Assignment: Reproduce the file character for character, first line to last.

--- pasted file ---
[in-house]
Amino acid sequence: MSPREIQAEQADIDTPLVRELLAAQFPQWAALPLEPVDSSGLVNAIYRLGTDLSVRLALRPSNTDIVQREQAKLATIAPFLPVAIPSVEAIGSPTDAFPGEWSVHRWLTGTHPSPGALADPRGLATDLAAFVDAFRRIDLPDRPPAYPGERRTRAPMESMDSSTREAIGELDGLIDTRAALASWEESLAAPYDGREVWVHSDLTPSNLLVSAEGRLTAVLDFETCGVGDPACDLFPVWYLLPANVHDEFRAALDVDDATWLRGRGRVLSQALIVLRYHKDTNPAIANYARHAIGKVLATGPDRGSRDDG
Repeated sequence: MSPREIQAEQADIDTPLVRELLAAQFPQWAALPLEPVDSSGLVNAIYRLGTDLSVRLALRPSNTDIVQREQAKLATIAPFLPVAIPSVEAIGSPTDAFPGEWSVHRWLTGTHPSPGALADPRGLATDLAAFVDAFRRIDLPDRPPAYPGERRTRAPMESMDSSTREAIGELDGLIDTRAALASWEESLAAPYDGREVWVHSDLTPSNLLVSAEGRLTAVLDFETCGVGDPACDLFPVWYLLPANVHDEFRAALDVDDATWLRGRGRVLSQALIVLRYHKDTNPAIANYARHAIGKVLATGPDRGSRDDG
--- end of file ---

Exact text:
[in-house]
Amino acid sequence: MSPREIQAEQADIDTPLVRELLAAQFPQWAALPLEPVDSSGLVNAIYRLGTDLSVRLALRPSNTDIVQREQAKLATIAPFLPVAIPSVEAIGSPTDAFPGEWSVHRWLTGTHPSPGALADPRGLATDLAAFVDAFRRIDLPDRPPAYPGERRTRAPMESMDSSTREAIGELDGLIDTRAALASWEESLAAPYDGREVWVHSDLTPSNLLVSAEGRLTAVLDFETCGVGDPACDLFPVWYLLPANVHDEFRAALDVDDATWLRGRGRVLSQALIVLRYHKDTNPAIANYARHAIGKVLATGPDRGSRDDG
Repeated sequence: MSPREIQAEQADIDTPLVRELLAAQFPQWAALPLEPVDSSGLVNAIYRLGTDLSVRLALRPSNTDIVQREQAKLATIAPFLPVAIPSVEAIGSPTDAFPGEWSVHRWLTGTHPSPGALADPRGLATDLAAFVDAFRRIDLPDRPPAYPGERRTRAPMESMDSSTREAIGELDGLIDTRAALASWEESLAAPYDGREVWVHSDLTPSNLLVSAEGRLTAVLDFETCGVGDPACDLFPVWYLLPANVHDEFRAALDVDDATWLRGRGRVLSQALIVLRYHKDTNPAIANYARHAIGKVLATGPDRGSRDDG